When the application/testing process opens, on-line applications will be available for a specific window of time.
On-line applications will be available on the CHP web site, www.chp.ca.gov
The selection process is actually a testing and evaluation process that is mandated by state law and the
California State Commission on Peace Officer Standards and Training (POST).
It is comprised of seven steps: Application
acceptance, written exam, physical ability test (PAT), qualifications appraisal panel (QAP), background investigation with voice
stress analyzer, psychological evaluation, and medical evaluation. All testing and evaluation takes place at each of the eight
geographical CHP Division areas throughout the state.
When we have an open application time period, if an applicant fills out the electronic application properly and meets the minimum
requirements, they will be invited to the written exam. The written exam is not a test of law enforcement terms. It is an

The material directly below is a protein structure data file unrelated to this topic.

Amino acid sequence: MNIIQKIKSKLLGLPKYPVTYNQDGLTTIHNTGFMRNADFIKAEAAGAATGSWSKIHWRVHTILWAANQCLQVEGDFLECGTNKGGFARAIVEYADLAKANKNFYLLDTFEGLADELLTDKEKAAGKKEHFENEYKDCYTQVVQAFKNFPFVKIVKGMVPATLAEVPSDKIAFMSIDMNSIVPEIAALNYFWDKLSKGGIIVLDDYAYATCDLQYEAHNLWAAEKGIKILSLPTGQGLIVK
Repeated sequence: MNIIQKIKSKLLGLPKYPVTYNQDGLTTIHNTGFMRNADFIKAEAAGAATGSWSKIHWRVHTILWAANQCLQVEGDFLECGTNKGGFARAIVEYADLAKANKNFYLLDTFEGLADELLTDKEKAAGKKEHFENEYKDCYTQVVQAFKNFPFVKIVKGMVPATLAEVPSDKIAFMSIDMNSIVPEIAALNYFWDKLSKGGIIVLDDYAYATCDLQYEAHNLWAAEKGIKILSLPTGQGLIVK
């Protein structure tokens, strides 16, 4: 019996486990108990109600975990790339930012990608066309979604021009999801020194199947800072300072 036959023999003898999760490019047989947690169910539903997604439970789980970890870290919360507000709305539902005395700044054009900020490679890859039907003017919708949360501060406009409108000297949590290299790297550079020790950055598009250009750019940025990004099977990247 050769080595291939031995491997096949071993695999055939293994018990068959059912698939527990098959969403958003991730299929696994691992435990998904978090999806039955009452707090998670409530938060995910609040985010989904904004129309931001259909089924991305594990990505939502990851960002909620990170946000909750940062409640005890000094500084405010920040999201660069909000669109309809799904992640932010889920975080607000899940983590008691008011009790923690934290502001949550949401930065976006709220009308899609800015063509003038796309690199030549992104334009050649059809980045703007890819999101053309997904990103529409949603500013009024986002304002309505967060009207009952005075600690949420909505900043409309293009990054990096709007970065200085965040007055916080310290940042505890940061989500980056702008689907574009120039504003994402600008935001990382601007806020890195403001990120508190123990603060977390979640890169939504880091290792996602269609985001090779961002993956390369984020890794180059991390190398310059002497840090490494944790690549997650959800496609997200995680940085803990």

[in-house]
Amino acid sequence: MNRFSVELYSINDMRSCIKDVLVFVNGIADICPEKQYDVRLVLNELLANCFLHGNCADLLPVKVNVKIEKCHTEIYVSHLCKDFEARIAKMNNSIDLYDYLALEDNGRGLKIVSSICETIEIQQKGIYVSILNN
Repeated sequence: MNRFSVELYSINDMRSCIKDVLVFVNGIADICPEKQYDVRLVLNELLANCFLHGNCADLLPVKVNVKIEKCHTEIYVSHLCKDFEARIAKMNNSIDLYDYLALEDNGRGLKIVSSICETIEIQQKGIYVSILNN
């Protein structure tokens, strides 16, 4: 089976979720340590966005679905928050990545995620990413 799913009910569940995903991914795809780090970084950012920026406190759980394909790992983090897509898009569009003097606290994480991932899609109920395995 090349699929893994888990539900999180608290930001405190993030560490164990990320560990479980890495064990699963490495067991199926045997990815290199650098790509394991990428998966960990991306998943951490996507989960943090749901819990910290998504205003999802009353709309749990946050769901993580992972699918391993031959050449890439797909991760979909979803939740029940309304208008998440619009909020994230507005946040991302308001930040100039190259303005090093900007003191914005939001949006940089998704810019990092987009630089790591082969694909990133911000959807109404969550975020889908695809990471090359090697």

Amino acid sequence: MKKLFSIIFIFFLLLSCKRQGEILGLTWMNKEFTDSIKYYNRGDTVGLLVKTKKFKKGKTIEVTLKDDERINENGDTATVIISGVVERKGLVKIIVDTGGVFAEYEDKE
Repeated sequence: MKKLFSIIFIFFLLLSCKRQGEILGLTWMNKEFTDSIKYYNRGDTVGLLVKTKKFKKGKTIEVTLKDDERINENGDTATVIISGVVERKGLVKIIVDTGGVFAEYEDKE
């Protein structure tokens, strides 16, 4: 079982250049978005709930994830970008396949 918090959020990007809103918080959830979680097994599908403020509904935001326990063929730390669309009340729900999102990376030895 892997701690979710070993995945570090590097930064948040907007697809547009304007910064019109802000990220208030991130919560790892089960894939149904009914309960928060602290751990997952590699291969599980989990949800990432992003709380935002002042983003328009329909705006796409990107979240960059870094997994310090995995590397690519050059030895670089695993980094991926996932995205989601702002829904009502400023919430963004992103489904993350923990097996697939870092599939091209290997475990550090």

English and grammar test. A good study guide for the written exam can be found at the POST web site at:
Passing the written exam earns an applicant a spot at the physical ability test (PAT). The PAT includes running a longer distance
(a mile and a half), a sprint (300 meters), doing full sit-ups (number per minute) and full push-ups (number per minute). You
must meet the standards for all events to continue in the hiring process.
If an applicant passes the PAT, they will receive an appointment to the QAP interview. Those applicants who receive a qualifying
score on the QAP will move onto a background investigation.